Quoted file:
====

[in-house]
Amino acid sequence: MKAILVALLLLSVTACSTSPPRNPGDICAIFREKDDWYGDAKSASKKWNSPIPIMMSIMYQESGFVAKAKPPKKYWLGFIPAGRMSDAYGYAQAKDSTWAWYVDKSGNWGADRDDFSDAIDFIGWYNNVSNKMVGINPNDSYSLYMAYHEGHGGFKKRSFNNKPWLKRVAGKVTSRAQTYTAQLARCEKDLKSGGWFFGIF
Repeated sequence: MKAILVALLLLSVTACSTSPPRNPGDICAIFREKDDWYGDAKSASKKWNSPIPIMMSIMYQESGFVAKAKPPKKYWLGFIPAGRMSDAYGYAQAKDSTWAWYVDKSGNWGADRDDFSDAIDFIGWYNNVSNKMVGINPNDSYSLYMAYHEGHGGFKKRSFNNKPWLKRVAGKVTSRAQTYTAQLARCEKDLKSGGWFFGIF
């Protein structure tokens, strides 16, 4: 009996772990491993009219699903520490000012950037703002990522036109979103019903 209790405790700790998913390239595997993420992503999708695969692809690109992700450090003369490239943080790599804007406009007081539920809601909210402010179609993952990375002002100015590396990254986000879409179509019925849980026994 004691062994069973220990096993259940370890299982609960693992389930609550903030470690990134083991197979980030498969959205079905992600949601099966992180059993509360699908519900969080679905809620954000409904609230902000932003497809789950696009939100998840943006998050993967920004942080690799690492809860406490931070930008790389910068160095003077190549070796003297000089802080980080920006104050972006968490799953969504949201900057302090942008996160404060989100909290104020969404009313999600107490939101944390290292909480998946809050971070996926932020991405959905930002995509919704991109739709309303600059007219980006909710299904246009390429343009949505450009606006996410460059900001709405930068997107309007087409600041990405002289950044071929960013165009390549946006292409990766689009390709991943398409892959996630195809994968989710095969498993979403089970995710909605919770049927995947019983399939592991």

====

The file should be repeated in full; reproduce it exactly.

[in-house]
Amino acid sequence: MKAILVALLLLSVTACSTSPPRNPGDICAIFREKDDWYGDAKSASKKWNSPIPIMMSIMYQESGFVAKAKPPKKYWLGFIPAGRMSDAYGYAQAKDSTWAWYVDKSGNWGADRDDFSDAIDFIGWYNNVSNKMVGINPNDSYSLYMAYHEGHGGFKKRSFNNKPWLKRVAGKVTSRAQTYTAQLARCEKDLKSGGWFFGIF
Repeated sequence: MKAILVALLLLSVTACSTSPPRNPGDICAIFREKDDWYGDAKSASKKWNSPIPIMMSIMYQESGFVAKAKPPKKYWLGFIPAGRMSDAYGYAQAKDSTWAWYVDKSGNWGADRDDFSDAIDFIGWYNNVSNKMVGINPNDSYSLYMAYHEGHGGFKKRSFNNKPWLKRVAGKVTSRAQTYTAQLARCEKDLKSGGWFFGIF
């Protein structure tokens, strides 16, 4: 009996772990491993009219699903520490000012950037703002990522036109979103019903 209790405790700790998913390239595997993420992503999708695969692809690109992700450090003369490239943080790599804007406009007081539920809601909210402010179609993952990375002002100015590396990254986000879409179509019925849980026994 004691062994069973220990096993259940370890299982609960693992389930609550903030470690990134083991197979980030498969959205079905992600949601099966992180059993509360699908519900969080679905809620954000409904609230902000932003497809789950696009939100998840943006998050993967920004942080690799690492809860406490931070930008790389910068160095003077190549070796003297000089802080980080920006104050972006968490799953969504949201900057302090942008996160404060989100909290104020969404009313999600107490939101944390290292909480998946809050971070996926932020991405959905930002995509919704991109739709309303600059007219980006909710299904246009390429343009949505450009606006996410460059900001709405930068997107309007087409600041990405002289950044071929960013165009390549946006292409990766689009390709991943398409892959996630195809994968989710095969498993979403089970995710909605919770049927995947019983399939592991």